Genetic factors associated with naevus count and dermoscopic patterns: Preliminary results from the Study of Nevi in Children (SONIC)

I. Orlow*, J. M. Satagopan, M. Berwick, H. L. Enriquez, K. A.M. White, K. Cheung, S. W. Dusza, S. A. Oliveria, M. A. Marchetti, A. Scope, A. A. Marghoob, A. C. Halpern

*Corresponding author for this work

Research output: Contribution to journalArticlepeer-review

Abstract

Background Melanocytic naevi are an important risk factor for melanoma. Naevi with distinct dermoscopic patterns can differ in size, distribution and host pigmentation characteristics. Objectives We examined MC1R and 85 other candidate loci in a cohort of children to test the hypothesis that the development and dermoscopic type of naevi are modulated by genetic variants. Methods Buccal DNAs were obtained from a cohort of 353 fifth graders (mean age 10·4 years). Polymorphisms were chosen based on a known or anticipated role in naevi and melanoma. Associations between single-nucleotide polymorphisms (SNPs) and baseline naevus count were determined by multivariate regression adjusting for sex, race/ethnicity and sun sensitivity. Dermoscopic images were available for 853 naevi from 290 children. Associations between SNPs and dermoscopic patterns were determined by polytomous regression. Results Four SNPs were significantly associated with increasing (IRF4) or decreasing (PARP1, CDK6 and PLA2G6) naevus count in multivariate shrinkage analyses with all SNPs included in the model; IRF4 rs12203952 showed the strongest association with log naevus count (relative risk 1·56, P < 0·001). Using homogeneous naevi as the reference, IRF4 rs12203952 and four other SNPs in TERT, CDKN1B, MTAP and PARP1 were associated with either globular or reticular dermoscopic patterns (P < 0·05). Conclusions Our results provide evidence that subsets of naevi defined by dermoscopic patterns differ in their associations with germline genotypes and support the hypothesis that dermoscopically defined subsets of naevi are biologically distinct. These results require confirmation in larger cohorts. If confirmed, these findings will improve the current knowledge of naevogenesis and assist in the identification of individuals with high-risk phenotypes. What's already known about this topic? Total-body naevus counts and dysplastic naevi are important risk factors for melanoma. Naevi with distinct dermoscopic patterns differ in size, anatomical and age distribution, and host pigmentation characteristics. What does this study add? We have identified associations between genetic variants and the number of naevi in early age. We have identified associations between host genetics and the dermoscopic pattern of naevi, supporting the hypothesis that naevi distinguished by their dermoscopic pattern represent distinct biological subsets.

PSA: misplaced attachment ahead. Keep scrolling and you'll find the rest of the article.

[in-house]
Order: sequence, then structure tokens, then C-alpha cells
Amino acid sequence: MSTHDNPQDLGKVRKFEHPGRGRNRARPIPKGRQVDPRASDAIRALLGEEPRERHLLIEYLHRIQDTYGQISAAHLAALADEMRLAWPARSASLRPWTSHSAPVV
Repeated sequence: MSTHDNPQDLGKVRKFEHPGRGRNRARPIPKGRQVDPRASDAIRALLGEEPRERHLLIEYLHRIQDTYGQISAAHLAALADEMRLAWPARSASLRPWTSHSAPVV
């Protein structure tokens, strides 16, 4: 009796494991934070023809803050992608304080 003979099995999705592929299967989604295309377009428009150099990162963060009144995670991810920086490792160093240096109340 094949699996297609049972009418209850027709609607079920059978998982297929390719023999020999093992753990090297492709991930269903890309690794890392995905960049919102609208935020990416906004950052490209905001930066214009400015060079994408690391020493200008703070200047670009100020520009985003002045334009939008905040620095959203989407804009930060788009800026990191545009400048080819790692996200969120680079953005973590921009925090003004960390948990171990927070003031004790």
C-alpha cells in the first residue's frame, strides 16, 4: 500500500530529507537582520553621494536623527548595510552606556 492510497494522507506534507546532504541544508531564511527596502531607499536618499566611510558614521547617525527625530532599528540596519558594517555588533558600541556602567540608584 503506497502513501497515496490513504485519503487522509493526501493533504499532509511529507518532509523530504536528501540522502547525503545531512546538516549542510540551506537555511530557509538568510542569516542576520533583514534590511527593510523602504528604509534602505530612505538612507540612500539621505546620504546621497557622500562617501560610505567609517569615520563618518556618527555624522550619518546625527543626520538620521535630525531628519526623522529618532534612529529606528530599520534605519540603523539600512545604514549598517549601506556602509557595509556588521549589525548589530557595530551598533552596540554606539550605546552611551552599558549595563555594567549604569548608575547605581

Original languageEnglish
Pages (from-to)1081-1089
Number of pages9
JournalBritish Journal of Dermatology
Volume172
Issue number4
DOIs
StatePublished - 1 Apr 2015

Funding

FundersFunder number
National Institutes of HealthR01-CA137420
National Cancer InstituteP30CA008748, R01CA137420
National Institute of Arthritis and Musculoskeletal and Skin DiseasesR56AR049342
National Center for Advancing Translational SciencesUL1TR000457

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